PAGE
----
I simply catch the eyes of the 20-year-olds in the audience. They know. They understand that you can be as cynical as you want about the ads -- and many of them are -- and still feel powerless to resist their messages. They are aware that virtually every advertisement, every magazine cover, has been digitally modified and that very little of what they see is "real." That doesn't stop them from hating their own bodies for failing to live up to computer-generated standards... Generations raised in the empire of images are both vulnerable and savvy (4).

Young women are largely forced to function within this discourse of images because they are provided few alternative portrayals of beauty and female sexuality, many of which seem to preclude heterosexuality. Furthermore, the discourse which identifies 'normal' standards for female beauty and sexuality is, as previously noted, enmeshed in the dominant discourse of female empowerment, for the empowered woman is equated with the sexualized female. Young women are thus simultaneously told that they are free from oppression because of the public nature of female sexuality, and that this 'freeing' sexuality must conform to the narrow standards of male fantasy as constructed by consumer capitalism.

Beauvoir's theory of gender frameworks as elaborated in The Second Sex can help us to why it is male fantasy which defines standards of female sexuality and beauty and thus why I have posed the dominance of this discourse of images as a specifically feminist problem. Beauvoir asserts that the woman—"a free and autonomous being like all human creatures—nevertheless finds herself living in a world where men compel her to assume the status of the Other" (688). Beauvoir argues that, in the relationship of 'the two sexes,' man is the Subject, while woman is the Other:

Man can think of himself without woman. She cannot think of herself without man...she appears essentially to the male as a sexual being...She is defined and differentiated with reference to man and not he with reference to her; she is the incidental, the inessential as opposed to the essential (676).

If woman is primarily defined in society by her difference from and relationship to man, then definitions of her sexuality and standards of her beauty will necessarily be created in relation to man and his desire. Further, if the female is relegated to the role of Object by the male Subject, images of her will inevitably reflect the viewpoint of the male. The woman, deluged by popular images of the female as created by a media which assumes the role of the male in assessing its object, will learn to view her body critically through that male gaze. Once young women learn to view the female body through the male perspective, they will continue to reproduce that problematic perspective in their own understandings and representations of themselves and other women.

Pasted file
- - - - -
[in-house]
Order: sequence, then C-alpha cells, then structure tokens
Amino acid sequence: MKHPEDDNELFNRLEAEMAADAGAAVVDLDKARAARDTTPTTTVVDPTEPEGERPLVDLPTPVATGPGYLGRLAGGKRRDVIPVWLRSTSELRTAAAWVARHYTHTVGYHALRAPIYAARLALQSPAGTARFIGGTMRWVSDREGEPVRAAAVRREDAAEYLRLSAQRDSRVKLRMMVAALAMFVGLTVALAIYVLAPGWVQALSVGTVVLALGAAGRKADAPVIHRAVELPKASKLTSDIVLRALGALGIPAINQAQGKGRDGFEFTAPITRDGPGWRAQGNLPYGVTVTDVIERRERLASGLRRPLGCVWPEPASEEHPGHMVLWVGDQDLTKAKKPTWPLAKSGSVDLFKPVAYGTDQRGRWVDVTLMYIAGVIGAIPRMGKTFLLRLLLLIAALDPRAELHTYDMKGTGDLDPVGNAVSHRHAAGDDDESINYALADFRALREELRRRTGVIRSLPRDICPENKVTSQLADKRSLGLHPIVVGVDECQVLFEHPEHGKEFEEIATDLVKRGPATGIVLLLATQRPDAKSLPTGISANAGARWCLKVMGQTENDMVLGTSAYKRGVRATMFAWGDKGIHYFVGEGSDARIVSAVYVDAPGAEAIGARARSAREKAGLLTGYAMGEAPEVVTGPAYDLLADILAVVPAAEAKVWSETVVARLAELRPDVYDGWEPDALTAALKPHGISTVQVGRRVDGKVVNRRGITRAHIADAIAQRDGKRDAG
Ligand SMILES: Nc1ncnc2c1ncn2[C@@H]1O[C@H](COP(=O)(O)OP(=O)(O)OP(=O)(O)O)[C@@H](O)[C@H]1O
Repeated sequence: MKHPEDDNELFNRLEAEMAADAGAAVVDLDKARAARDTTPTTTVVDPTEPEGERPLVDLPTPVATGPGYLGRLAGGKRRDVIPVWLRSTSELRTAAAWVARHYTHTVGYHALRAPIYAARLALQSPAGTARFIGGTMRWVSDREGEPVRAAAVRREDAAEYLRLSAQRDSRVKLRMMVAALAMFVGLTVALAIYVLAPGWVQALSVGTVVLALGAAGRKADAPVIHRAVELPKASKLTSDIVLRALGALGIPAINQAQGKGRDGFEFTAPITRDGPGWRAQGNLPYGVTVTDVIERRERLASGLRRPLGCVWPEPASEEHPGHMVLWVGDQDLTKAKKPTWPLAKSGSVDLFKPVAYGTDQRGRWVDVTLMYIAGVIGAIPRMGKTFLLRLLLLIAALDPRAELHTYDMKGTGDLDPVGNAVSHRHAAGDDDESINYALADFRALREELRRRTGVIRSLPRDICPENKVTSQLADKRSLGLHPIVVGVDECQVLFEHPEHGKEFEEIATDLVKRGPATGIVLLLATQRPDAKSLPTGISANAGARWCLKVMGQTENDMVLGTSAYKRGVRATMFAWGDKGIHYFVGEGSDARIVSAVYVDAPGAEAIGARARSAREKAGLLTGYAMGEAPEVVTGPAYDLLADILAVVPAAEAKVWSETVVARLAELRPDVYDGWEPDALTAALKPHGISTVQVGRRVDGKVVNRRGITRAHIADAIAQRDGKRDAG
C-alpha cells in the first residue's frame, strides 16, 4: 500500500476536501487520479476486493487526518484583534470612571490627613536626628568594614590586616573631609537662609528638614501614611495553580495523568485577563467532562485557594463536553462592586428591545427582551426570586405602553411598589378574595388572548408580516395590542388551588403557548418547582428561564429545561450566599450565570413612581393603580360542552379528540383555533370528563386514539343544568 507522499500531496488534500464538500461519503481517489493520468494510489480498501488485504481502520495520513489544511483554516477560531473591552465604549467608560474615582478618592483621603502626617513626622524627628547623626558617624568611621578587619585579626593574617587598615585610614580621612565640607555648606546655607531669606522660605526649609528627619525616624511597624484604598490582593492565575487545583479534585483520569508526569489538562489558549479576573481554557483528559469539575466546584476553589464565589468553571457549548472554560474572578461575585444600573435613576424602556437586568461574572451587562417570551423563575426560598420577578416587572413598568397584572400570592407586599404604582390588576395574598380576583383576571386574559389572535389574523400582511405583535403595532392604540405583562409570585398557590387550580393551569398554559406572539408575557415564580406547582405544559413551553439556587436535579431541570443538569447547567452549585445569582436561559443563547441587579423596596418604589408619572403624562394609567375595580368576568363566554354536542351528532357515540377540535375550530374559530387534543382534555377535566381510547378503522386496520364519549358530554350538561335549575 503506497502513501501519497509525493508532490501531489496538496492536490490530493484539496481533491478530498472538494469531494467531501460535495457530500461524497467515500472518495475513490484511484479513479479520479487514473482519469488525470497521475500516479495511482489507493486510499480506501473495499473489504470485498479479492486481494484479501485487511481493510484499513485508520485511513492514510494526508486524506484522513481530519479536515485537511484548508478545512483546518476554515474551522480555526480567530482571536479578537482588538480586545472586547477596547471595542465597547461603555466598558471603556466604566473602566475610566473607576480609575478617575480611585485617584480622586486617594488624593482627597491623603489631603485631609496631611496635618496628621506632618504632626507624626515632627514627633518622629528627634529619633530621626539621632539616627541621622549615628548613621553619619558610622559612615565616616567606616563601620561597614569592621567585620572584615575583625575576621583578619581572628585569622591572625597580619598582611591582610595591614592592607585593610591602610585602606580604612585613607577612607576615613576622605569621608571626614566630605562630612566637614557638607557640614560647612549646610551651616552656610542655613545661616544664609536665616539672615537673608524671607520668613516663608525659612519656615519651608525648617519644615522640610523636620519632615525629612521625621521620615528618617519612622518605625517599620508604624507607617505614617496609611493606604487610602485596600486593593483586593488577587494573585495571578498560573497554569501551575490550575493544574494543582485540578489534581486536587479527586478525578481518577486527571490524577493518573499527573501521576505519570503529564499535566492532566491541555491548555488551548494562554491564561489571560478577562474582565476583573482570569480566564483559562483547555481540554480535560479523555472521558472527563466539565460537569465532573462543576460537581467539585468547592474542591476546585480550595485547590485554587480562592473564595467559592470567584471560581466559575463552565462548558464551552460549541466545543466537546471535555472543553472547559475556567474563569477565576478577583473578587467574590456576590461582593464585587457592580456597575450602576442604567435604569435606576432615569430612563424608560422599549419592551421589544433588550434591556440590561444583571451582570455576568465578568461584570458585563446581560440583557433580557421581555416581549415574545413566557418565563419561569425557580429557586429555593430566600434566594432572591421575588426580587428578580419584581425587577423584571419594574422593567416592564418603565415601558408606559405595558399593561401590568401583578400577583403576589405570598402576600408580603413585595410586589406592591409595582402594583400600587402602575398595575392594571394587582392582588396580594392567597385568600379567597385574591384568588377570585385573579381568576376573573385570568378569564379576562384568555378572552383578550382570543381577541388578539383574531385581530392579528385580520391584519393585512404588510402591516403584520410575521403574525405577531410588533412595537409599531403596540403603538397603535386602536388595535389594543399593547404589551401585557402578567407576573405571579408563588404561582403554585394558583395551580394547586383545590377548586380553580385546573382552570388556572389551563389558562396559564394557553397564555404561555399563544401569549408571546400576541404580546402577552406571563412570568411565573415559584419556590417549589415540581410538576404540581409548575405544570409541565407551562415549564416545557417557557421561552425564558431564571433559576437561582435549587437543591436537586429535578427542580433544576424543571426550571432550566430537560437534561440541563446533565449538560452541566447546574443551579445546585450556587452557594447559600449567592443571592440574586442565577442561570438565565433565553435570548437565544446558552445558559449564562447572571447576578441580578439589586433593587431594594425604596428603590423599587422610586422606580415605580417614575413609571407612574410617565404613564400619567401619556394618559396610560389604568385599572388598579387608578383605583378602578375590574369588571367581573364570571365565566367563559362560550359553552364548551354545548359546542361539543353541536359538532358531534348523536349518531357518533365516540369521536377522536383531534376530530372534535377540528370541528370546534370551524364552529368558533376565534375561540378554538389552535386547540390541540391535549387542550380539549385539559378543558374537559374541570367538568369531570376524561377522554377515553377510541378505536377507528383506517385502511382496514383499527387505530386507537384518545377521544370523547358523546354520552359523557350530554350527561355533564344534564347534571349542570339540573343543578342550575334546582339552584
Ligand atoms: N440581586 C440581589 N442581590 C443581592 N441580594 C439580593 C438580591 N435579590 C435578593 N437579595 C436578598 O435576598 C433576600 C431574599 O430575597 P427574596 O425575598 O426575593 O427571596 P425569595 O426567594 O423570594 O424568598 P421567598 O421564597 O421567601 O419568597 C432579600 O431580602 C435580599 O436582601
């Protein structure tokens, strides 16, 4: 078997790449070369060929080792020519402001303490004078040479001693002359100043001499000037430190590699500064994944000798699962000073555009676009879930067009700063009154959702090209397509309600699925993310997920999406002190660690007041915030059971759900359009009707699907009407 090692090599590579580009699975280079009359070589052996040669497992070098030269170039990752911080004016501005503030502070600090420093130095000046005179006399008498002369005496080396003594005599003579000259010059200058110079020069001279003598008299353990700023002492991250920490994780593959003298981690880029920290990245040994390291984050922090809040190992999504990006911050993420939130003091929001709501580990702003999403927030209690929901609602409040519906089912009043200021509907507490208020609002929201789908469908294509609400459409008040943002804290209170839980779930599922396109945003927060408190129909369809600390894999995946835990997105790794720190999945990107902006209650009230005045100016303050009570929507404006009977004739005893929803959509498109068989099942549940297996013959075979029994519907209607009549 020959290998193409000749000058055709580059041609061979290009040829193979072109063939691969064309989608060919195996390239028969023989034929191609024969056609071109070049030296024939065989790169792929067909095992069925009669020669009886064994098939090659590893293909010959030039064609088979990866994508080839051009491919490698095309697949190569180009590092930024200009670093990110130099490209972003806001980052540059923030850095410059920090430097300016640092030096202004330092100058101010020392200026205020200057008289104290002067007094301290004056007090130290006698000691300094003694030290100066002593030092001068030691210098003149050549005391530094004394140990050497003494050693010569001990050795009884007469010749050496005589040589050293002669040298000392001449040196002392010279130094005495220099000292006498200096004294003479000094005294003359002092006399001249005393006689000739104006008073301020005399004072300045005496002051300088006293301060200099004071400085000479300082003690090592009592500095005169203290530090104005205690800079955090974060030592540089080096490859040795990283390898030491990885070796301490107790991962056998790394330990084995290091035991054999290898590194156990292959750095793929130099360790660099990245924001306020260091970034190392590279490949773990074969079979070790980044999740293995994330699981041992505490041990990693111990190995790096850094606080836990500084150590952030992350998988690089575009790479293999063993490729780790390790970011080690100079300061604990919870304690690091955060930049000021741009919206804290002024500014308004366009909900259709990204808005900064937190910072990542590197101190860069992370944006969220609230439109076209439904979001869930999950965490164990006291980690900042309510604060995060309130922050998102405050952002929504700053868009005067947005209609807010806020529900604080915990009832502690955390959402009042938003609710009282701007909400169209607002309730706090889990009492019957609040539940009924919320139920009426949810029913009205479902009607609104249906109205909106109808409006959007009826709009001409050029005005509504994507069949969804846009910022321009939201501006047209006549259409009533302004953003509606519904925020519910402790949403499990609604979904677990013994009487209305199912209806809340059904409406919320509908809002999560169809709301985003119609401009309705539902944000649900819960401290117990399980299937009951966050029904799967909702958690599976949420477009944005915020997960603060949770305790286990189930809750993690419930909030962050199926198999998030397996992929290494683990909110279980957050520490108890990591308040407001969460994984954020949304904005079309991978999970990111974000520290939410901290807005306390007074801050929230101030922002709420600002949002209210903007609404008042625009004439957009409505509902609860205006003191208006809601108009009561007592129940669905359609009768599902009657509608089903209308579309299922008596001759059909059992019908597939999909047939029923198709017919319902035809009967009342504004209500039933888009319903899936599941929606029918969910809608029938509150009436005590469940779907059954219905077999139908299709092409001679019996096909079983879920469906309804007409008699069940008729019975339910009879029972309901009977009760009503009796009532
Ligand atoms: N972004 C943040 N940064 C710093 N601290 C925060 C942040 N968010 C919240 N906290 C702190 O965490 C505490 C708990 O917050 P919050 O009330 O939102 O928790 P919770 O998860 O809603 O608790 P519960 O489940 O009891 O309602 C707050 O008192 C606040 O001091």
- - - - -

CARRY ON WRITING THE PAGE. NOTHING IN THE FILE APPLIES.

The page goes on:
When applied to Bordo's concept of the "Empire of Images," Beauvoir's theory makes it clear that the dominant discourse of female sexuality as constructed by the popular media is a male-focused discourse, despite its reproduction by both women and men. As a result of this male focus, the dominant discourse of female sexuality does not function as a domain of female freedom, despite popular assertions to the contrary. Instead, this discourse actually provides very few options to women who seek to understand themselves as sexual beings within it. The current dominant discourse surrounding female sexuality limits the language with which women can construct and describe their sexualities and prevents them from fully realizing their individual potentials for pleasure as they might define them apart from their relationship to male desire.

The Empire of Images cannot be ignored—it teaches us how to interpret our bodies—and it is built according to Beauvoir's framework of man as Subject and woman as Object. Standards of female beauty and sexuality are defined ever within the male gaze, through which men view women and women view themselves. The sexualized woman as portrayed in the dominant discourse is thus not so much a liberated woman as she is a woman with a limited set of tools for constructing her sexuality. The expansion of this discourse and the subsequent proliferation of the vocabulary with which women can define themselves as sexual beings require that women recognize the limiting nature of their popularly defined sexual 'freedom.' Women must recognize the male-focused nature of their received definitions of female sexuality. Only then can feminist resistance to this discourse facilitate the creation of alternative options for female sexuality and beauty and thus expand opportunities for female sexual pleasure.